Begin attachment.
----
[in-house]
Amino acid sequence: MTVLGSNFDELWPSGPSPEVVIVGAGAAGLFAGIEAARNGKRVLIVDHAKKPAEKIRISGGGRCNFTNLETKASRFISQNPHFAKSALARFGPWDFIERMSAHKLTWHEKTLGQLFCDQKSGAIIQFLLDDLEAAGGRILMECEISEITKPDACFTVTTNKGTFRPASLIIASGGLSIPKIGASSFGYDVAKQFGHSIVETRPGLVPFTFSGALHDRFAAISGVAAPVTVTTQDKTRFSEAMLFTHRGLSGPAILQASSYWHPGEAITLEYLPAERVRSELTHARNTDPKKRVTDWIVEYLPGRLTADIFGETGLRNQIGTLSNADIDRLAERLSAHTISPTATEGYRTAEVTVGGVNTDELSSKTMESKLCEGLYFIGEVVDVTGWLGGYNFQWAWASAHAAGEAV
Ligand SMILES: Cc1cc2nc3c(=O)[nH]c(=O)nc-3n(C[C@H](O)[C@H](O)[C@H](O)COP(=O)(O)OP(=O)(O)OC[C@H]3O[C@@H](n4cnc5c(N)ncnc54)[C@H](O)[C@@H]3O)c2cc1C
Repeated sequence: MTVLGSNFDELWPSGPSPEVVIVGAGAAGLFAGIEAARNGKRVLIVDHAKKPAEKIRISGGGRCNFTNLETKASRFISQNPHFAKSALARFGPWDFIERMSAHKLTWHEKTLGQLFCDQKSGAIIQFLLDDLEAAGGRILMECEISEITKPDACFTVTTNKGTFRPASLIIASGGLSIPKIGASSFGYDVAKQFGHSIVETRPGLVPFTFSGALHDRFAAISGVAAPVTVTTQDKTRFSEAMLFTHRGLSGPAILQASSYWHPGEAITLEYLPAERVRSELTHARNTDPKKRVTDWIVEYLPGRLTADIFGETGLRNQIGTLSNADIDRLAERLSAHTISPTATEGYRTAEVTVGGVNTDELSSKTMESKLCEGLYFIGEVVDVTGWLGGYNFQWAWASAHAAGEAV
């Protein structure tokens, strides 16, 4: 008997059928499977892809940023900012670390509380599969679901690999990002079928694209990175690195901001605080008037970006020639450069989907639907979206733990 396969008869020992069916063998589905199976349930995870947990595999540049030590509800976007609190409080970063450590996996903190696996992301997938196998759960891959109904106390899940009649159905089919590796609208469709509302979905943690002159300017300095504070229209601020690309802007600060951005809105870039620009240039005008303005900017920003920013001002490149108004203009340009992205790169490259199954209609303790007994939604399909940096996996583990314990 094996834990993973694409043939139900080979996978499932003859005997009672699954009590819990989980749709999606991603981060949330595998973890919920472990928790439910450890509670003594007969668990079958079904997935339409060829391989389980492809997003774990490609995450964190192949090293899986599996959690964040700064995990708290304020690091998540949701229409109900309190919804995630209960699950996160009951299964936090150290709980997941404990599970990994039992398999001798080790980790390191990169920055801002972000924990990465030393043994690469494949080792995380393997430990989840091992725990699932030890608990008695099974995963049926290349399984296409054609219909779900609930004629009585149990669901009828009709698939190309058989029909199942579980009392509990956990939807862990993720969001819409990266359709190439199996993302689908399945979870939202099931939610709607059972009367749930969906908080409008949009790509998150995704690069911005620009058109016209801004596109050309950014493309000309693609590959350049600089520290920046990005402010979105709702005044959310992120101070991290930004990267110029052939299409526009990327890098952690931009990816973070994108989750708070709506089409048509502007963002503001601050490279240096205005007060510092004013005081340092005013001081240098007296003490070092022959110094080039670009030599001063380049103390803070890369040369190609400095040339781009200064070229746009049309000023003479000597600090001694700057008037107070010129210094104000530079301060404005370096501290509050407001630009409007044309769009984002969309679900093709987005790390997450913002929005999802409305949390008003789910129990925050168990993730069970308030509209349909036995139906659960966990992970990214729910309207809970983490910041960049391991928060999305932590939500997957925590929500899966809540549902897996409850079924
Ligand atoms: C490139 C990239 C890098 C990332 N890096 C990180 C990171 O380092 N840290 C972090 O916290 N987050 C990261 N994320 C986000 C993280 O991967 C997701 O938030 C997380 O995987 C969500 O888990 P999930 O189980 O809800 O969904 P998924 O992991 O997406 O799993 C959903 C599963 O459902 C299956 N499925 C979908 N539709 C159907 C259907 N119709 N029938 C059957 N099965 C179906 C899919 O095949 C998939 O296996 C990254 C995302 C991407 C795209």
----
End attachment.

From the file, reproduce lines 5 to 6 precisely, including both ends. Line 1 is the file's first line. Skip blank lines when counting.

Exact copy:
């Protein structure tokens, strides 16, 4: 008997059928499977892809940023900012670390509380599969679901690999990002079928694209990175690195901001605080008037970006020639450069989907639907979206733990 396969008869020992069916063998589905199976349930995870947990595999540049030590509800976007609190409080970063450590996996903190696996992301997938196998759960891959109904106390899940009649159905089919590796609208469709509302979905943690002159300017300095504070229209601020690309802007600060951005809105870039620009240039005008303005900017920003920013001002490149108004203009340009992205790169490259199954209609303790007994939604399909940096996996583990314990 094996834990993973694409043939139900080979996978499932003859005997009672699954009590819990989980749709999606991603981060949330595998973890919920472990928790439910450890509670003594007969668990079958079904997935339409060829391989389980492809997003774990490609995450964190192949090293899986599996959690964040700064995990708290304020690091998540949701229409109900309190919804995630209960699950996160009951299964936090150290709980997941404990599970990994039992398999001798080790980790390191990169920055801002972000924990990465030393043994690469494949080792995380393997430990989840091992725990699932030890608990008695099974995963049926290349399984296409054609219909779900609930004629009585149990669901009828009709698939190309058989029909199942579980009392509990956990939807862990993720969001819409990266359709190439199996993302689908399945979870939202099931939610709607059972009367749930969906908080409008949009790509998150995704690069911005620009058109016209801004596109050309950014493309000309693609590959350049600089520290920046990005402010979105709702005044959310992120101070991290930004990267110029052939299409526009990327890098952690931009990816973070994108989750708070709506089409048509502007963002503001601050490279240096205005007060510092004013005081340092005013001081240098007296003490070092022959110094080039670009030599001063380049103390803070890369040369190609400095040339781009200064070229746009049309000023003479000597600090001694700057008037107070010129210094104000530079301060404005370096501290509050407001630009409007044309769009984002969309679900093709987005790390997450913002929005999802409305949390008003789910129990925050168990993730069970308030509209349909036995139906659960966990992970990214729910309207809970983490910041960049391991928060999305932590939500997957925590929500899966809540549902897996409850079924
Ligand atoms: C490139 C990239 C890098 C990332 N890096 C990180 C990171 O380092 N840290 C972090 O916290 N987050 C990261 N994320 C986000 C993280 O991967 C997701 O938030 C997380 O995987 C969500 O888990 P999930 O189980 O809800 O969904 P998924 O992991 O997406 O799993 C959903 C599963 O459902 C299956 N499925 C979908 N539709 C159907 C259907 N119709 N029938 C059957 N099965 C179906 C899919 O095949 C998939 O296996 C990254 C995302 C991407 C795209």